Would I have received the smallpox vaccine as a kid in the 1970s?

I was born in 1971 and lived in Indianapolis. I’m curious if they gave this to kids in the US at that time. I don’t have my immunization records from that time, so I can’t check that. Wikipedia isn’t very helpful on this matter, either.

I was born around the same time, and never received the smallpox vaccine.

My mother has a noticeable smallpox vaccine scar, though.

it think it was common until '72.

http://www.bt.cdc.gov/agent/smallpox/vaccination/facts.asp

I received it in 1971 when I was 9 months old. So I guess it depends on when exactly the cutoff was.

I don’t have a visible scar, though I think I may have had a smaller one as a child. My mom has a visible scar from hers yet, however.

I got the vaccine in 1973, but it was being phased out by then.

But an easy way to answer this is to look at your arm. Do you have a scar?

Not everyone has a visible scar. I was born in 1967 in Indiana (Kokomo) and I got it, though I don’t remember what age. My brother has a very visible scar and got his at the same time, but I don’t have a scar. When I was little, I used to question my mom as to whether she just got him vaccinated and not me since I don’t have the scar.

I have no arm scar that I know of, hmm… Maybe my mom would know. It appears it’s possible I got it.

Look on the outer side of your left arm, about 4-5 inches down from your shoulder. You’ll probably need to use a mirror to see it. It’s a round speckly scar, about the size of a nickel.

As wombattver points out, even if you received the vaccine, you may not have a visible scar, or it may be extremely faint. So if you find one, your question is answered. If you don’t find one, you may still have been vaccinated.

I had mine in 1969 in order to go overseas, and have no scar.

I got it in the UK during the 1960s (or possibly late 1950s) some time. It was not routinely given then, though. This was because there was an actual outbreak of smallpox in Britain at the time. (I think it was quickly contained, though.) I actually got quite a nasty case of cowpox from the vaccine, and quite a bit of scarring on my arm.

I was born in 1969, Georgia USA, and didn’t get the vaccine. My brother (11 months my senior) had a really terrible reaction to the inoculation, so my mother delayed mine as long as possible, then the vaccine was dropped from the recommended routine shots. Woohoo!

No one (that I know of) born in the early 1970s (70, 71, 72) in MD has it. I almost had it a little while after 9/11 as part of vaccine test run by USAMRIID, and actually went there, but it fell through at the last minute (they didn’t need me after all - and I think there was a mix up on timing or something). I kinda thought it would be cool to have (and wanted to add it to my collection of vaccines I have gotten as a guinea pig).

Oddly enough - the only person I am aware of post 1970 that had the vaccine is a 30 year old Singaporean woman. I’m guessing she had it in the 80s. They must be super paranoid there - and she definitely has the scar type.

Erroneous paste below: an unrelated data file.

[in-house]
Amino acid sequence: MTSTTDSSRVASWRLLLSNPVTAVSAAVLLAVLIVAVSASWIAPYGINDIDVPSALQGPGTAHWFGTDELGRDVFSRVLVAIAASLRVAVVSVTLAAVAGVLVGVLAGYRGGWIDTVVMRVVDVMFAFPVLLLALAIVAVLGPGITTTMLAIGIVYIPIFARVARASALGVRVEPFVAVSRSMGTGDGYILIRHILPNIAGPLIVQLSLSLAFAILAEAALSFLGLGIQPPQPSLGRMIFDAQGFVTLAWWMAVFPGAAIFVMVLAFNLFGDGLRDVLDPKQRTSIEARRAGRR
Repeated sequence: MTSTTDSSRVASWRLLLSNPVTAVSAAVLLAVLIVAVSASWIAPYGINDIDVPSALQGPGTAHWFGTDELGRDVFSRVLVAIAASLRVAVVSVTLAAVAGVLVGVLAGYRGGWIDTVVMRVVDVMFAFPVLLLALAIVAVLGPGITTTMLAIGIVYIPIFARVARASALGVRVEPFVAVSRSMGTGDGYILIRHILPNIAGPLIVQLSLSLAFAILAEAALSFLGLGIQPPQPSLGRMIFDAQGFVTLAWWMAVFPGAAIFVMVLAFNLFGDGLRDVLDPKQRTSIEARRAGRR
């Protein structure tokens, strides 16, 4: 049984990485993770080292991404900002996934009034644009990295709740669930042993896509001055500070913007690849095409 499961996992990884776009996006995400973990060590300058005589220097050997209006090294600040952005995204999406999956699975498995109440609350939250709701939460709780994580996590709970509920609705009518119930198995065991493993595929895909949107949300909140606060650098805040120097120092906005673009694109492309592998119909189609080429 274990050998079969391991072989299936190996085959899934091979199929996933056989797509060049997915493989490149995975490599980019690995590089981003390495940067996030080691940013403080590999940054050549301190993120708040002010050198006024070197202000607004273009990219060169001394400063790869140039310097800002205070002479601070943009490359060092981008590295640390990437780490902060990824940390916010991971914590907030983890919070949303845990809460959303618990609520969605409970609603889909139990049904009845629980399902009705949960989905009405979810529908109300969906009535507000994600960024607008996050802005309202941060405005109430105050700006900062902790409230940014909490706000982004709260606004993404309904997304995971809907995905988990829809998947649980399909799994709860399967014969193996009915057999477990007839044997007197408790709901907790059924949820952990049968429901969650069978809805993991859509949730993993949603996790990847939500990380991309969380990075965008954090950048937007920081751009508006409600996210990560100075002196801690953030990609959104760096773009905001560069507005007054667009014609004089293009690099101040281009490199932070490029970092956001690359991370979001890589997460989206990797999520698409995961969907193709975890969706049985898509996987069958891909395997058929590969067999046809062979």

Born in 1971 on Long Island, NY.

I did get a smallpox vaccine but only because I went to Panama in 1976. It was definitely not routine in that place and time. FWIW, I don’t have a visible scar.

Not so easy. BCG for TB also leaves a scar, eg residents of asia who are old enough got two scars… younger only have one.

Vaccination probably means you would never be contagious, which means they wiped it out,
but vaccination 40 years ago still leaves you at 10% - 20% risk of to DEATH if you contracted the worst form.

I got it, it was part of the general package my brother and I had to get back in 1966 to enroll in school. I just don’t have the scar because I don’t scar for shit unless it is fairly serious. Really, I put a piece of sheet steel through my hand and you can barely see a thin centimeter or so long scar on the back of the hand, and nothing on the palm. I got lucky and missed all the tendons. Hands bleed like a son of a bitch! Almost as bad as a head injury.

mrAru makes up for it though, he has his from kindergarten and a second one from the Navy in 1983 :smiley:

My son was born in 1967 and was 6 weeks old when we brought him to the US. We had a latter (written in German, alas) from a doctor saying that because he had excema, it was inadvisable to vaccinate him. In those days, the had separate health, customs, and immigration rooms you went through when you got off the plane. We were carrying him in a small carrier that might have had anything in it. We presented the three vaccination cards (for my wife, my daughter, and myself) and I had the letter in hand. But he never noticed the baby in the carrier. My wife looked back as we left the room and she said he was looking at us quizzically, but he didn’t call us back and we sailed through customs and immigration with no problems.

I don’t know when they officially dropped the vaccination requirement for crossing the border, but by the late 60s smallpox had been essentially eradicated and it is unlikely that by 1972 you would have gotten it otherwise.

I (born in 1968) did, but my brother (born in October 1971) did not, IIRC.

Born late 1970 on Offut AFB in Nebraska. Moved to Turkey with my parents (Father was stationed overseas) in '71. I did not receive the smallpox vaccination.

I think by the early 70s, it was not a routine vaccination, though may have still been ‘common.’